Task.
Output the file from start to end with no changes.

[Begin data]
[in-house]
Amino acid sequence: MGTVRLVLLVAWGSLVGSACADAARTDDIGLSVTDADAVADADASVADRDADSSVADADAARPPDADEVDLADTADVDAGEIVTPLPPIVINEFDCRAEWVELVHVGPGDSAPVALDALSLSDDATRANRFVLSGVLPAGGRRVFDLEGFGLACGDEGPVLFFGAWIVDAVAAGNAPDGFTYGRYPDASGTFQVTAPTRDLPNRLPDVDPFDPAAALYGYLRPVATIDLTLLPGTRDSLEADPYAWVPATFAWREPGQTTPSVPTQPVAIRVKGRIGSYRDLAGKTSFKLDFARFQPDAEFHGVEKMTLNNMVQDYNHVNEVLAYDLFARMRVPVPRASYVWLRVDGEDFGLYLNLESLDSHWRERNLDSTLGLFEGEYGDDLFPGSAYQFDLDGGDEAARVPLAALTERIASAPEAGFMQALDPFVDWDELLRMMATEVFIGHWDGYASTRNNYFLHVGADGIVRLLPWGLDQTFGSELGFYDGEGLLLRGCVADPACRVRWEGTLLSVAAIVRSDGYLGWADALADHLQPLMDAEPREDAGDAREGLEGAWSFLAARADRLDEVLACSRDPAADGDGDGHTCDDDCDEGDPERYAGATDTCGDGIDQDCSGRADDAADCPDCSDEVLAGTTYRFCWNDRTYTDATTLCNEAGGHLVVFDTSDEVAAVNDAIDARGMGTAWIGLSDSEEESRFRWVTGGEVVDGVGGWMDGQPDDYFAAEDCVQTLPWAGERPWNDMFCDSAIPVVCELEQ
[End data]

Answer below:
[in-house]
Amino acid sequence: MGTVRLVLLVAWGSLVGSACADAARTDDIGLSVTDADAVADADASVADRDADSSVADADAARPPDADEVDLADTADVDAGEIVTPLPPIVINEFDCRAEWVELVHVGPGDSAPVALDALSLSDDATRANRFVLSGVLPAGGRRVFDLEGFGLACGDEGPVLFFGAWIVDAVAAGNAPDGFTYGRYPDASGTFQVTAPTRDLPNRLPDVDPFDPAAALYGYLRPVATIDLTLLPGTRDSLEADPYAWVPATFAWREPGQTTPSVPTQPVAIRVKGRIGSYRDLAGKTSFKLDFARFQPDAEFHGVEKMTLNNMVQDYNHVNEVLAYDLFARMRVPVPRASYVWLRVDGEDFGLYLNLESLDSHWRERNLDSTLGLFEGEYGDDLFPGSAYQFDLDGGDEAARVPLAALTERIASAPEAGFMQALDPFVDWDELLRMMATEVFIGHWDGYASTRNNYFLHVGADGIVRLLPWGLDQTFGSELGFYDGEGLLLRGCVADPACRVRWEGTLLSVAAIVRSDGYLGWADALADHLQPLMDAEPREDAGDAREGLEGAWSFLAARADRLDEVLACSRDPAADGDGDGHTCDDDCDEGDPERYAGATDTCGDGIDQDCSGRADDAADCPDCSDEVLAGTTYRFCWNDRTYTDATTLCNEAGGHLVVFDTSDEVAAVNDAIDARGMGTAWIGLSDSEEESRFRWVTGGEVVDGVGGWMDGQPDDYFAAEDCVQTLPWAGERPWNDMFCDSAIPVVCELEQ